Neiman Marcus Offers Gifts and Fantasy in Christmas Catalogs

Got $20 million burning a hole in your pocket? If so, you can buy a made-to-order submarine from Neiman Marcus.

That's just one of the fantasy items the cataloger touts in this year's Neiman Marcus Christmas Books, which also include other goodies such as flirting robots for $12,000 and a house made of ice starting at $225,000.

The high-end retailer replaced its traditional oversized Christmas Book with three smaller 100-page books. Titled “The Christmas Books Oh Cool 2000,” the catalogs have red, white and silver covers and segment merchandise by categories. Each book contains a few fantasy gifts, such as the submarine, and more affordable items such as an $18 silver-plated wine stopper.

Three million shoppers were selected from the company's inhouse customer database to receive the books. Those who were not included in the drop can go online at to view the catalogs and purchase the trilogy for $10.

The cataloger targets shoppers who are 40 to 50 years old, are well educated, earn high incomes and have an interest in luxury items.

Jo Marie Lilly, senior vice president of creative services at Neiman Marcus Direct, Dallas, would not comment about the cost to produce this year's books or the anticipated conversion rate needed to make the campaign a success.

Lilly said there is no plan to use this format in the future. She said the company wanted to create a different book for 2000.

“One of the driving factors in the decision was that we believe in this time-pressed world, people are looking to organize and make things easier,” Lilly said. “That's why we divided items by categories to make [shopping] easier.”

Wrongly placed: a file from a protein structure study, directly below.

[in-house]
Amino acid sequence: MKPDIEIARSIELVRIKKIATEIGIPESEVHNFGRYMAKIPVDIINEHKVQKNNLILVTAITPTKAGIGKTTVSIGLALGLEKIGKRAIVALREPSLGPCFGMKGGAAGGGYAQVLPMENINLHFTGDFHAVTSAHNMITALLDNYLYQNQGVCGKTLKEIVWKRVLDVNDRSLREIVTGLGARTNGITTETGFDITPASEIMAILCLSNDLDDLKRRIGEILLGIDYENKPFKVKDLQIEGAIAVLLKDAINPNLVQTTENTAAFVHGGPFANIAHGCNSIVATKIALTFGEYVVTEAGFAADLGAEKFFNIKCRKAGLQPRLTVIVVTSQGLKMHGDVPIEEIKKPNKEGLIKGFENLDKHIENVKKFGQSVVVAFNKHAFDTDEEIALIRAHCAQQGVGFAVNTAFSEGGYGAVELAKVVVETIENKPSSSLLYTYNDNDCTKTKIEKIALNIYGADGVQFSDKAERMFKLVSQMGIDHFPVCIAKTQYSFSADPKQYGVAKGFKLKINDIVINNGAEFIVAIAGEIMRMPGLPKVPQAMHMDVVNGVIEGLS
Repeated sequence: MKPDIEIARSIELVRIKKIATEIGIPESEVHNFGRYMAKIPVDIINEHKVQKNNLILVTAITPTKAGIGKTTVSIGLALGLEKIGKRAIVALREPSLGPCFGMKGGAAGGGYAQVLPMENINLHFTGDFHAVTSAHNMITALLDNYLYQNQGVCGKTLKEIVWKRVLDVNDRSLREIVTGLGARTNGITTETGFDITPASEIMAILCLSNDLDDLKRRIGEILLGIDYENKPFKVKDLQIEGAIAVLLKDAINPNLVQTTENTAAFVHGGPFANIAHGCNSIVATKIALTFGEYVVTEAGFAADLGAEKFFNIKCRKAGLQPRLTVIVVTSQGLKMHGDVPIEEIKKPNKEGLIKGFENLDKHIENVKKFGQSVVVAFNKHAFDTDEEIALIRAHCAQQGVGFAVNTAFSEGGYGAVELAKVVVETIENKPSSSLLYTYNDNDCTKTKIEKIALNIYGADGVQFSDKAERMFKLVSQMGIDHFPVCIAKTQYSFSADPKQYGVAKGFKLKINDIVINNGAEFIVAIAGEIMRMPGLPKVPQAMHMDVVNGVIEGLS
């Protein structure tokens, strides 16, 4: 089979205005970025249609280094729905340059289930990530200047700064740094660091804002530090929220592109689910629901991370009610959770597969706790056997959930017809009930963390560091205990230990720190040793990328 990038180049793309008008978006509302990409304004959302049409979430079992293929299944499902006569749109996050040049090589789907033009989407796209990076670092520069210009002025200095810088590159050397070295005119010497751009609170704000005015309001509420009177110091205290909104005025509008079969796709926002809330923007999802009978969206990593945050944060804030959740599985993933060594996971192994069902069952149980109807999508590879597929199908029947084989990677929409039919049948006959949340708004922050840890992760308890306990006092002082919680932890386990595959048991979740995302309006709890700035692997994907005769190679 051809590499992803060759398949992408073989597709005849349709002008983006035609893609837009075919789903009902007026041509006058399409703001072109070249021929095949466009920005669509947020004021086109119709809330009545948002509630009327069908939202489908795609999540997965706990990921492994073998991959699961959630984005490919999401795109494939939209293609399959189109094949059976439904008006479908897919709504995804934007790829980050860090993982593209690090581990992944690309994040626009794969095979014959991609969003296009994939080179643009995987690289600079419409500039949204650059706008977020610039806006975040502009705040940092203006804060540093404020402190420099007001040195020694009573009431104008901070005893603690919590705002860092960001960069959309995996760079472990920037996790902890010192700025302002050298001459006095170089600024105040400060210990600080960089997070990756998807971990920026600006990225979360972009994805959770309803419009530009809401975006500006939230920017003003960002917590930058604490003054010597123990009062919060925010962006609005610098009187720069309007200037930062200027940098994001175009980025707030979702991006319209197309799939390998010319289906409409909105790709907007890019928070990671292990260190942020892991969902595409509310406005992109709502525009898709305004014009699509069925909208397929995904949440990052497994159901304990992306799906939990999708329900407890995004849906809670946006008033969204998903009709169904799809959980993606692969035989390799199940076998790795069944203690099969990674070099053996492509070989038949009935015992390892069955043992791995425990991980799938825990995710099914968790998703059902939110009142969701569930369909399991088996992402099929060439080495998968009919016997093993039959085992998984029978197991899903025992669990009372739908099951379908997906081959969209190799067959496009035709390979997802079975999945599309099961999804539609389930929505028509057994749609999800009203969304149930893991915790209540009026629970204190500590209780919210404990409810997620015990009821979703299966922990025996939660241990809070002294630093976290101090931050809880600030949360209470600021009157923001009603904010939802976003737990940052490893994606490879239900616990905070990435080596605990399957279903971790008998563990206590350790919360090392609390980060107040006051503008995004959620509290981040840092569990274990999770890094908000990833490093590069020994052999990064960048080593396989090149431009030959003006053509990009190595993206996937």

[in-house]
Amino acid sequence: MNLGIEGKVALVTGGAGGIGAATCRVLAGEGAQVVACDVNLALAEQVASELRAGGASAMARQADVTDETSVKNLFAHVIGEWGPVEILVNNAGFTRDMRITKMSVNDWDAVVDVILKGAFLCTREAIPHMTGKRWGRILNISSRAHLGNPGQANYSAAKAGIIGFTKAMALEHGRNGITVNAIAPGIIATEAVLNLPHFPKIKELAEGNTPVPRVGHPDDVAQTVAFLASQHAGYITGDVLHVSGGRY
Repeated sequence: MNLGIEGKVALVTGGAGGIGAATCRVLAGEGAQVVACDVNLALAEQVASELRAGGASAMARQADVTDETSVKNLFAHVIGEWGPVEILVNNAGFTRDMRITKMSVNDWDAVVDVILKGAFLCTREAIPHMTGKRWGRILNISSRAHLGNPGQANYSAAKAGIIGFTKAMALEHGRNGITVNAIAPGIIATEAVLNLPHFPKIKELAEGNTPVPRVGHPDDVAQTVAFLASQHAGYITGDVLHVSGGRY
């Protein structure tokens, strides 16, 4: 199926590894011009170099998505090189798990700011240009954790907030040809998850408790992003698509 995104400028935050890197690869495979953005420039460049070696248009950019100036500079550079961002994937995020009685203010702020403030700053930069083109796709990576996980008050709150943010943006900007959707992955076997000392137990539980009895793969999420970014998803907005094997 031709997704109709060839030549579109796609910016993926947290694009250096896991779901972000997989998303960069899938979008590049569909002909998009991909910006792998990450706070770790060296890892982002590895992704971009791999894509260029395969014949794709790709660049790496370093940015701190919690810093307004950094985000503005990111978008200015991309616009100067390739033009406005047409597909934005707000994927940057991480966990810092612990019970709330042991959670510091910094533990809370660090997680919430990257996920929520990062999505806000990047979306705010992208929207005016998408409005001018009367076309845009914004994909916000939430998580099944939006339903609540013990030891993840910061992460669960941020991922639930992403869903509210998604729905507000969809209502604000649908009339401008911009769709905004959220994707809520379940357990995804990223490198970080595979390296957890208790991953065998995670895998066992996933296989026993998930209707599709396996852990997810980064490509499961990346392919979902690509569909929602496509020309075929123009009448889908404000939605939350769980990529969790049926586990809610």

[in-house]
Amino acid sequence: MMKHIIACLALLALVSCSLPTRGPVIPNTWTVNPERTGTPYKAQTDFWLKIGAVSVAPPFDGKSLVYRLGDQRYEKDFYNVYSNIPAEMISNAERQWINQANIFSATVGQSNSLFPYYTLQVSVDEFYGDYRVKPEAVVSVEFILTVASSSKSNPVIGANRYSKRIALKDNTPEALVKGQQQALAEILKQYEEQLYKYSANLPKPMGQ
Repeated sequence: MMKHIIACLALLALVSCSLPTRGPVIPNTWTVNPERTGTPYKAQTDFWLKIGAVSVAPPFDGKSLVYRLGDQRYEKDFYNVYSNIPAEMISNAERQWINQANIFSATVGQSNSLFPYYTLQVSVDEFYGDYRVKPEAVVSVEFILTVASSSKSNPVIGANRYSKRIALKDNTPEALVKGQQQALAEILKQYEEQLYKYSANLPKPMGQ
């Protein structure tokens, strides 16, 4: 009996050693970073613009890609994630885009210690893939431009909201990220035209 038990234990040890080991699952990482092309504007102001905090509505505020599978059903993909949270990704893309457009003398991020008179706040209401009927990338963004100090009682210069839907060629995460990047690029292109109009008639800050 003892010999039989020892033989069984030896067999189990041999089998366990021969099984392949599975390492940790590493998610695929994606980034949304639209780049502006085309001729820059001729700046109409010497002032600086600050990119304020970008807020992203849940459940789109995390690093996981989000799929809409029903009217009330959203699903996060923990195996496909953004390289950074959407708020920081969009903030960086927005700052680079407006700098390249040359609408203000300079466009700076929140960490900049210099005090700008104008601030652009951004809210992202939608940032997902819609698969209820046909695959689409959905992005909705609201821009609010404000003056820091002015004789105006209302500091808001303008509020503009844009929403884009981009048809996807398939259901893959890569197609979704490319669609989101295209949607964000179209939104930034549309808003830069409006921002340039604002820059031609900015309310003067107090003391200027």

The 7-inch-by-8-inch books are printed on heavy stock. The “red book” — which carries the description “Gifts, Sweet Nothings, and Everythings” on its cover — contains fantasy gifts as well as traditional gifts. The “white book” contains women's apparel and gifts and has on its cover, “Fashion. Frills. Thrills.” The “silver book,” which features a stencil illustration of an ice skater on its cover, offers children's items, food and gifts for men.

Another break from tradition is that each page contains one or two items, instead of multiple items on a single page as in previous catalogs, Lilly said. The books also contain “panic gifts” for customers who wait until the last minute to shop. These items range from a $15 coffee scoop to crushed velvet slippers for $125.

The submarine is the most expensive item in the books. Found on pages 10 and 11 in the “silver book,” it is described as a 188-foot vessel that boasts private staterooms with bathrooms, crew quarters, a galley, and living and dining rooms.

Although some items may seem ostentatious, such as the submarine and a $35,000 stock ticker that was reproduced from a 19th-century original, Lilly said customers expect The Christmas Books to be rich in imagination.

“Each year we are absolutely astounded because we don't know what's going to sell,” Lilly said.

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